Random bits of wire ...

Discussion in 'Amateur Radio News' started by VK6FLAB, Oct 6, 2018.

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  1. VK6FLAB

    VK6FLAB Ham Member QRZ Page

    foundations-of-amateur-radio_300.jpg
    Foundations of Amateur Radio

    Random bits of wire ...

    One topic that is longer than all other topics combined is that of antennas. Designing, planning, sourcing, building, tuning, using, you name it, all of this is regular fare in the day of a radio amateur. I've discussed the topic here regularly and no doubt I'll revisit that when the mood or necessity takes me.

    One topic that is rarely discussed is that of failure.

    About six months ago I moved house. I've been rebuilding my shack, doing all manner of fancy shuffling of gear and yesterday I finally got to the point of getting some HF activity happening. During that process I went through boxes and boxes of stuff, with coax, connectors, wire, nuts, bolts, heat shrink and all the other necessities of being a member of an experimental hobby like ours.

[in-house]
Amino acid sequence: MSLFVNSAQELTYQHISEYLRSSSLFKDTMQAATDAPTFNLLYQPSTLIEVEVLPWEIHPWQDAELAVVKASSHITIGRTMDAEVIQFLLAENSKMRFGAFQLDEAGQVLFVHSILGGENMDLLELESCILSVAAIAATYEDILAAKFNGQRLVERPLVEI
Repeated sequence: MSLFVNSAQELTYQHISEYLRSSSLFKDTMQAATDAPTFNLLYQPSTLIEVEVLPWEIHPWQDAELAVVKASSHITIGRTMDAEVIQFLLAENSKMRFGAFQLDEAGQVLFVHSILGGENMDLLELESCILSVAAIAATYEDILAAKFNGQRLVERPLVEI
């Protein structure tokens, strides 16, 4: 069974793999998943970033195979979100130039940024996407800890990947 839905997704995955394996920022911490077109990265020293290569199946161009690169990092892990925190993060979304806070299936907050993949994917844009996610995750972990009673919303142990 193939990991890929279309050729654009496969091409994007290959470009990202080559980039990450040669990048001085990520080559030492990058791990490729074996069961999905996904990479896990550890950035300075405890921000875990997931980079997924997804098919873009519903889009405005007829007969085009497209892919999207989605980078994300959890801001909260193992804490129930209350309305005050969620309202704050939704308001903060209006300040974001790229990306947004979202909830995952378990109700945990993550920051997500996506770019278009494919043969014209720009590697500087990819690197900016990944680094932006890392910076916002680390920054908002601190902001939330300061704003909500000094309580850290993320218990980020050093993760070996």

One box contained wire. You know the adage, only two types of wire required in our hobby, cheap wire or free wire with a preference for free. This box was stuffed with wire. Bits with connectors, bits wound around spools, bits in zip-loc bags with labels, bits of random length - lots of bits of random length.

    There was even an abortive attempt at labelling dipoles for various bands on the outside of a couple of zip-loc bags, but no idea if the bit of wire in the bag was actually ever tested and resonant on whatever band was on the label, so who knows, they might have just been cut long waiting for another day and another set of experiments and measurements.